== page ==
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Review by C.J. Bunce

Is there a more likeable superhero in all of the DC Comics and Marvel Comics extended universe than Melissa Benoist’s Kara Danvers on CW’s Supergirl?   New this year from Abrams/Amulet Books is Jo Whittemore’s latest novel in her CW Arrowverse tie-in series, Supergirl: Master of Illusion.  Readers will catch up with Kara as she teams up with J’onn J’onzz the Martian Manhunter, sister Alex, James Olsen, CatCo tech genius Winn Schott, and her boyfriend Mon-El against her next foe, vintage DC Comics supervillain Felix Faust, an illusionist, manipulator, and hypnotist.  He’s out to gather some ancient artifacts to unleash a trio of demons on the world, and he has plenty to distract the protectors of National City.  As Kara assembles her team to help, she meets up with another oldie-but-a-goodie, the multi-talented Princess Tlaca and Justice League Dark favorite Madame Xanadu.

Kara’s self-effacing inner monologue said out loud (“did she really just say that?”) makes her the most accessible protagonist of any of the recent slate of superhero novel adaptations of comics, TV series, and movies.  Nice, kind, and never snarky (and always seeming to be hunting down her next snack), she accomplishes all she needs without acting like an all-powerful, infallible god like Superman and Wonder Woman, or her all-powerful counterpart named Danvers from that other comic book universe, Marvel Comics’s Captain Marvel.  Supergirl doesn’t forget the “girl” in Supergirl–she’s cute but not cutesy, and she’s smart and has her own skills, but a key component of her character is her lack of confidence.  She’s learning, but she makes mistakes along the way, like every young woman (or man) or girl (or boy), and that’s a great way to get readers on her side.

Felix Faust seems like a good guy at first, helping Kara get her way out of a fix as she’s schmoozing the local city elite at a gala event.  But his real agenda soon becomes clear.  How does the mysterious princess from the ancient Aztec civilization fit in?  It’s up to Kara to maintain her alter ego as a journalist, get a story and keep her job, and save National City before it’s too late.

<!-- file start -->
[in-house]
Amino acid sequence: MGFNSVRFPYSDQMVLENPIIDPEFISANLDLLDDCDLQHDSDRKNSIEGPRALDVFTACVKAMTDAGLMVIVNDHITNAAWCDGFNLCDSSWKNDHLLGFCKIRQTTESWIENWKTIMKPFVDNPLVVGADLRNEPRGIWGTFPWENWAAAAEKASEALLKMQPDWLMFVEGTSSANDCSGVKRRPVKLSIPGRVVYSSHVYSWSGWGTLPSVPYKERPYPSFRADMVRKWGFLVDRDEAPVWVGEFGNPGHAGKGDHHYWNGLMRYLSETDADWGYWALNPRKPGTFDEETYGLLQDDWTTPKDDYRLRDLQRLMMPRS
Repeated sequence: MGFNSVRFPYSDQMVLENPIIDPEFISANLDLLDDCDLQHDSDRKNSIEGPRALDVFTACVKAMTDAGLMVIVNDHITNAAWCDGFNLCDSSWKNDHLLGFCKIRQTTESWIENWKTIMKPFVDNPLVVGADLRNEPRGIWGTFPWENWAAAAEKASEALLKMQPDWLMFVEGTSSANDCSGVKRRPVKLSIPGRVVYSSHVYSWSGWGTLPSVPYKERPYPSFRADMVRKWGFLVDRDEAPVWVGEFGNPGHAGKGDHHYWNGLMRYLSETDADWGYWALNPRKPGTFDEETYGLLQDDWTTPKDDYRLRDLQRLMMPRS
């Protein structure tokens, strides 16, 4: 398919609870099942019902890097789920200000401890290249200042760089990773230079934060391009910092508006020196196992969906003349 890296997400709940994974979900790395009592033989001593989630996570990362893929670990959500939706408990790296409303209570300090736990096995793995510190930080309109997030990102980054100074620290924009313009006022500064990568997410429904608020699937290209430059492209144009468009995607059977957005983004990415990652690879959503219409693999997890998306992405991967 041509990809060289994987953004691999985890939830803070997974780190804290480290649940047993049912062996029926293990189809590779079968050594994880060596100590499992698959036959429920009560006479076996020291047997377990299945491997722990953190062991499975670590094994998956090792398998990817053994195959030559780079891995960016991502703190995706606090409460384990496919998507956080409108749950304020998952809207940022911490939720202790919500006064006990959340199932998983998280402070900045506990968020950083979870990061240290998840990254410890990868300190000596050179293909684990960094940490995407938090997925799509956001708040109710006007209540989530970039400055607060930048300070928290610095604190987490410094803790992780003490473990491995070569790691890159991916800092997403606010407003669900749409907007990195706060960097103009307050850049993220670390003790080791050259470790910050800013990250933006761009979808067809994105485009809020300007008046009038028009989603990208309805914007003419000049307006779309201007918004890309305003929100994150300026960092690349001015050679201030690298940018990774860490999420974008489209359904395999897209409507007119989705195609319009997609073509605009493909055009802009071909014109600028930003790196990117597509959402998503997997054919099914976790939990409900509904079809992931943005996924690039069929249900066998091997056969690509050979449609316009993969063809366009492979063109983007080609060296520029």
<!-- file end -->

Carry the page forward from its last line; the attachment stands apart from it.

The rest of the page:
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The first season of FX’s fringe superhero series Legion was an unexpected hit, but the sophomore season didn’t quite have the same mix of edgy, weird, and dark humor.  The series, based on the comic book by Chris Claremont and Bill Sienkiewicz, returns a little more than a week away for its third and final season, and FX has revealed the first look at what lies ahead.  FX has also released a summary to catch up anyone who missed last season:

Legion follows lead character David Haller (Dan Stevens), a man who believed himself to be schizophrenic, only to discover that he is the most powerful mutant the world has ever seen.  From childhood, David shuffled from one psychiatric institution to the next until, in his early 30s, he met and fell in love with a beautiful and troubled fellow patient named Syd Barrett (Rachel Keller).  After Syd and David shared a startling encounter, he was forced to confront the shocking reality that the voices he hears and the visions he sees are actually real. 

With the help of Syd and a team of specialists who also possess unique and extraordinary gifts – Ptonomy Wallace (Jeremie Harris), Kerry Loudermilk (Amber Midthunder) and Cary Loudermilk (Bill Irwin) – David unlocked a deeply suppressed truth: he had been haunted his entire life by a malicious parasite of unimaginable power.  Known as The Shadow King, this malevolent creature appeared in the form of David’s friend Lenny Busker (Aubrey Plaza), but was actually an ancient being named Amahl Farouk (Navid Negahban).  During an epic showdown, David managed to push Farouk out of his body and gain control of his mind.  With Farouk on the loose, the team formed an unlikely alliance with their former enemy, Clark DeBussy (Hamish Linklater), and his well-funded government organization, Division 3.  Unfortunately, the hunt for Farouk reawakened the dark voices in David’s head, and with them, a lust for power.  At odds with everyone he once considered a friend, David enlists the help of a young mutant named Switch (Lauren Tsai) whose secret ability is key to his plans to repair the damage he caused.

That’s the story so far.

We were supposed to see even more X-Men this year.  Fox’s last hoorah, The New Mutants movie based on Chris Claremont’s comic book series was slated for release in theaters later this year, but it’s been pushed again, this time to April 3, 2020.  Dark Phoenix director Simon Kinberg is a producer on this series.

Take a look at this preview for Season 3–the final season–of Legion: